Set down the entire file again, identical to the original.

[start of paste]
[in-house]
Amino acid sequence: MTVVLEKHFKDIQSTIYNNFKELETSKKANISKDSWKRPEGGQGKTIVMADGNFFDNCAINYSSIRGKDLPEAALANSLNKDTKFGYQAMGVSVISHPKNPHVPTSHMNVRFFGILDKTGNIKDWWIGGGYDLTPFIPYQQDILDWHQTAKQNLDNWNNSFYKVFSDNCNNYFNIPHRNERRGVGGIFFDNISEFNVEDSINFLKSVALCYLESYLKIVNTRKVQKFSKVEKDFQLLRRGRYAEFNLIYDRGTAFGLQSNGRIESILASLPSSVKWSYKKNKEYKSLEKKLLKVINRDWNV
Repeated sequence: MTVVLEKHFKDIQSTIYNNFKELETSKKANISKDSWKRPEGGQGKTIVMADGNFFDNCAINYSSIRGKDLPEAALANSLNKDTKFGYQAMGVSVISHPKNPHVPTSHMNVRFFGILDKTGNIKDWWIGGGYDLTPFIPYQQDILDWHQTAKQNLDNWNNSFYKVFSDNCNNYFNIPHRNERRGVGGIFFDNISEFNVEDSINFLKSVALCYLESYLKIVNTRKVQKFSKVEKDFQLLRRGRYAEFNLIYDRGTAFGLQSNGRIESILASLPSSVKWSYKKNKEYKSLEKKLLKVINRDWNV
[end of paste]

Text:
[in-house]
Amino acid sequence: MTVVLEKHFKDIQSTIYNNFKELETSKKANISKDSWKRPEGGQGKTIVMADGNFFDNCAINYSSIRGKDLPEAALANSLNKDTKFGYQAMGVSVISHPKNPHVPTSHMNVRFFGILDKTGNIKDWWIGGGYDLTPFIPYQQDILDWHQTAKQNLDNWNNSFYKVFSDNCNNYFNIPHRNERRGVGGIFFDNISEFNVEDSINFLKSVALCYLESYLKIVNTRKVQKFSKVEKDFQLLRRGRYAEFNLIYDRGTAFGLQSNGRIESILASLPSSVKWSYKKNKEYKSLEKKLLKVINRDWNV
Repeated sequence: MTVVLEKHFKDIQSTIYNNFKELETSKKANISKDSWKRPEGGQGKTIVMADGNFFDNCAINYSSIRGKDLPEAALANSLNKDTKFGYQAMGVSVISHPKNPHVPTSHMNVRFFGILDKTGNIKDWWIGGGYDLTPFIPYQQDILDWHQTAKQNLDNWNNSFYKVFSDNCNNYFNIPHRNERRGVGGIFFDNISEFNVEDSINFLKSVALCYLESYLKIVNTRKVQKFSKVEKDFQLLRRGRYAEFNLIYDRGTAFGLQSNGRIESILASLPSSVKWSYKKNKEYKSLEKKLLKVINRDWNV